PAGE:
A judge will hear arguments Friday from tobacco lawyers seeking to move a trial from Lee County, saying publicity generated from stories published in The News-Press has made it impossible for them to get a fair trial.
The stories, which ran in print Sunday and on news-press.com Tuesday, reported on the first of a series of about 150 lawsuits against tobacco companies.
If Judge Sherra Winesett declines to move the trial, Fort Myers attorney Michael Corso asks she postpone it for at least three months.
On Oct. 4, the first case is set to begin in state court, following a 2006 ruling in a $145 billion statewide class action lawsuit that set the groundwork for more than 8,000 ailing smokers and surviving families across Florida to sue for multimillion dollar payouts.
Corso, in a motion filed Tuesday on behalf of R.J. Reynolds and Philip Morris USA, called the stories one-sided and said his clients were portrayed in a negative light. He further stated it would be impossible to find jurors in Lee who had not had access to the print articles or online content.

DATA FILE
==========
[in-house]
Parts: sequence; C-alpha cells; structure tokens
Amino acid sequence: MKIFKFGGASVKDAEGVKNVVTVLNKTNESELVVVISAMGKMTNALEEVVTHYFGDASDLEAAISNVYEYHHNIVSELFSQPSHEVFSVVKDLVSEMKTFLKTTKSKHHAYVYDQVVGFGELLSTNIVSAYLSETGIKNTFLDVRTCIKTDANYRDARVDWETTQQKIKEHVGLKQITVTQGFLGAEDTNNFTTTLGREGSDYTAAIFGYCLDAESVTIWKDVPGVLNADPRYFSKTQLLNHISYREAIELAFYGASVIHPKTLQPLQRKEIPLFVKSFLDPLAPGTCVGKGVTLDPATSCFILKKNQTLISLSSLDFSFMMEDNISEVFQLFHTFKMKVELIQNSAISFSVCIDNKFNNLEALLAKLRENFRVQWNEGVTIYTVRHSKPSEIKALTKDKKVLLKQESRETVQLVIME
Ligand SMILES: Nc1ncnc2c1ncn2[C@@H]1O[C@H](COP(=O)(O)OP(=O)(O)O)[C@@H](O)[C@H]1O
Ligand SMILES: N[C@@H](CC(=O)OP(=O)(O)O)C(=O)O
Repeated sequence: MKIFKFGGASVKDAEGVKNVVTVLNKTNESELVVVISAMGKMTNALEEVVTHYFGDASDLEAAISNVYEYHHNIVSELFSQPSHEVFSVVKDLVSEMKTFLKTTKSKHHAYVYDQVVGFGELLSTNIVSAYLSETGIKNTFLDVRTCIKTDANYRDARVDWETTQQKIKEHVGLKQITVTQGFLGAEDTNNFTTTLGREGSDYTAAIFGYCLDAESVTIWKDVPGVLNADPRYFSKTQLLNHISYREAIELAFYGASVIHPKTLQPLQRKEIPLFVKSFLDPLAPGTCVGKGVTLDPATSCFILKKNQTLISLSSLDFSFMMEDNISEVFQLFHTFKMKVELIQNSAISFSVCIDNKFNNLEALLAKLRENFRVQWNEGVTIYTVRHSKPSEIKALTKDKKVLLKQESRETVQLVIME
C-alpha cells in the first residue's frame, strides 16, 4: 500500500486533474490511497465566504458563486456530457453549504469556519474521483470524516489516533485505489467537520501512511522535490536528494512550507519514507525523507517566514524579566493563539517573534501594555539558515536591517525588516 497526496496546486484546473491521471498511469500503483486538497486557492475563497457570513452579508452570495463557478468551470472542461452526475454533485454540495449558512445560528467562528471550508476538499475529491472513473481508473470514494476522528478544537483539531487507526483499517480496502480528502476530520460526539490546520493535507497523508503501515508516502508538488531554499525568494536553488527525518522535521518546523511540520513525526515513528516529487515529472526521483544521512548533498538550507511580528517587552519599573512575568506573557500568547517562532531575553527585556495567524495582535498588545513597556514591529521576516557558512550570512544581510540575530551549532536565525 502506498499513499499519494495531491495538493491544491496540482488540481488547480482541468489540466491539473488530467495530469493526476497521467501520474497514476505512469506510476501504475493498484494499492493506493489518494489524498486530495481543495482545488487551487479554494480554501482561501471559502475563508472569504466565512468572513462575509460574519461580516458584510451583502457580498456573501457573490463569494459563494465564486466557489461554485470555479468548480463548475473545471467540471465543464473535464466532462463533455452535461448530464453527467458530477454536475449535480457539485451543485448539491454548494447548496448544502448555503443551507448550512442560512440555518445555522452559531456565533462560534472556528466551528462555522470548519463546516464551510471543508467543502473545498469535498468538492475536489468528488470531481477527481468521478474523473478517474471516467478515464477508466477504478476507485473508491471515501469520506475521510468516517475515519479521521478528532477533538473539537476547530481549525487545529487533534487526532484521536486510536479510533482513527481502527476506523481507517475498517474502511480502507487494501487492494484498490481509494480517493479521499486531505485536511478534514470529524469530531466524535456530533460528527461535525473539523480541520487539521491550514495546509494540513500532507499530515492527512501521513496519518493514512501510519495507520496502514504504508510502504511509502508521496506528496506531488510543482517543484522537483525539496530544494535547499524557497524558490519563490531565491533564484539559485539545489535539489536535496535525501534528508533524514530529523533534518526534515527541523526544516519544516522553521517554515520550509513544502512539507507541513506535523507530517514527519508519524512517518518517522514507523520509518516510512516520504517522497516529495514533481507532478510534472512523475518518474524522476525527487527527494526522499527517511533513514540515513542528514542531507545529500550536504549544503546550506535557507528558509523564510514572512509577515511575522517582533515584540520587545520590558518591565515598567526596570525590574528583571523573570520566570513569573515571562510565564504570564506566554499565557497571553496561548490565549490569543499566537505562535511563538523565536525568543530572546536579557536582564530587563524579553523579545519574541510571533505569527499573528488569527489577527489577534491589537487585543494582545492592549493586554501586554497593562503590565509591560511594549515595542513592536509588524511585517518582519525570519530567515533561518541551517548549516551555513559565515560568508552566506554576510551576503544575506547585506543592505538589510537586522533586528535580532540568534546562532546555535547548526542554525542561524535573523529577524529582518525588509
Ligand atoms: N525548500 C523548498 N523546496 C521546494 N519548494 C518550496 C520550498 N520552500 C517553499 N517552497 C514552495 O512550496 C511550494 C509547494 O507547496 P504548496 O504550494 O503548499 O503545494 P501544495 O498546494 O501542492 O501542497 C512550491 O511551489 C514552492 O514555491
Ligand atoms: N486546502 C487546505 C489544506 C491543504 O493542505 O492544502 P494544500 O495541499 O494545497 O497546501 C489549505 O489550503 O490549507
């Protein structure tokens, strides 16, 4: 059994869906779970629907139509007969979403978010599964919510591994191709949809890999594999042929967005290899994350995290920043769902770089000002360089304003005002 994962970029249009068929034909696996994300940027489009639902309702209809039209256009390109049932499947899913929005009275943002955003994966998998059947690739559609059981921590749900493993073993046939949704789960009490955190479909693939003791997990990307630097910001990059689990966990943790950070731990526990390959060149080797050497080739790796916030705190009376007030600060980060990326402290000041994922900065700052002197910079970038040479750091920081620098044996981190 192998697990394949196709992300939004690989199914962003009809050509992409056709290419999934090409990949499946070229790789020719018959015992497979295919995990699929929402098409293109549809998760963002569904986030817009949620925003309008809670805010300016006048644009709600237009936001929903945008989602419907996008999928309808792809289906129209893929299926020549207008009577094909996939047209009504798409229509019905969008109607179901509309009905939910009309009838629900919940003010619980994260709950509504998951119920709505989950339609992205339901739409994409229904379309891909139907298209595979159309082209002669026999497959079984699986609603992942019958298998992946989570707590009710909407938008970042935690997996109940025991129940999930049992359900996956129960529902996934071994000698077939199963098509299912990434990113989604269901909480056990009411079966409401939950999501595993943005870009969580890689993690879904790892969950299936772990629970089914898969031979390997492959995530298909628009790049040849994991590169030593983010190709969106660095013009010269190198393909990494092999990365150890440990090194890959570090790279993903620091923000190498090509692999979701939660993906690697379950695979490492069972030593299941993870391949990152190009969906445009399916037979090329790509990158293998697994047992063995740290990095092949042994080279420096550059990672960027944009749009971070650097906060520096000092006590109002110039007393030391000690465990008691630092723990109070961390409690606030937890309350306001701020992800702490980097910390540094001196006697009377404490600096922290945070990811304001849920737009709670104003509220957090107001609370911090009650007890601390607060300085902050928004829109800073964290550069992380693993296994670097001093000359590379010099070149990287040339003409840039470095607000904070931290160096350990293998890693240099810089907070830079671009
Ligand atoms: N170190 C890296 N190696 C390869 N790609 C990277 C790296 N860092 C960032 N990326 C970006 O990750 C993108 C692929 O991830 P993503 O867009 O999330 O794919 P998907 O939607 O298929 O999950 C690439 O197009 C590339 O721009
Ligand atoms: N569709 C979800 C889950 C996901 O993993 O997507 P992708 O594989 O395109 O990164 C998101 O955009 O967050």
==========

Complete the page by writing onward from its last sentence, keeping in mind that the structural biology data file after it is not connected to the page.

“There is no way to ‘unring’ this bell, particularly since the publicity will be fresh in the minds of prospective jurors and they will have been thinking about the prejudicial material for an entire week without any response from defendants and without any cautionary instructions from court,” Corso wrote.
He further said:
“The article makes the defendant appear callous by representing that defendants have no comment, without mentioning that it would be inappropriate to give comments to the press on the eve of trial,” Corso states.
The News-Press made repeated attempts over several weeks to speak with representatives from the tobacco companies and their attorneys. Most of those requests went unanswered. Two responded with no comment.
Terry Eberle, The News-Press’ executive editor, disagreed with Corso’s argument.
“Where can they find any jury that has not been touched by any stories or facts about tobacco and the cigarette industry?” Eberle asked. “Using their argument, he won’t be able to find a jury anywhere in the United States.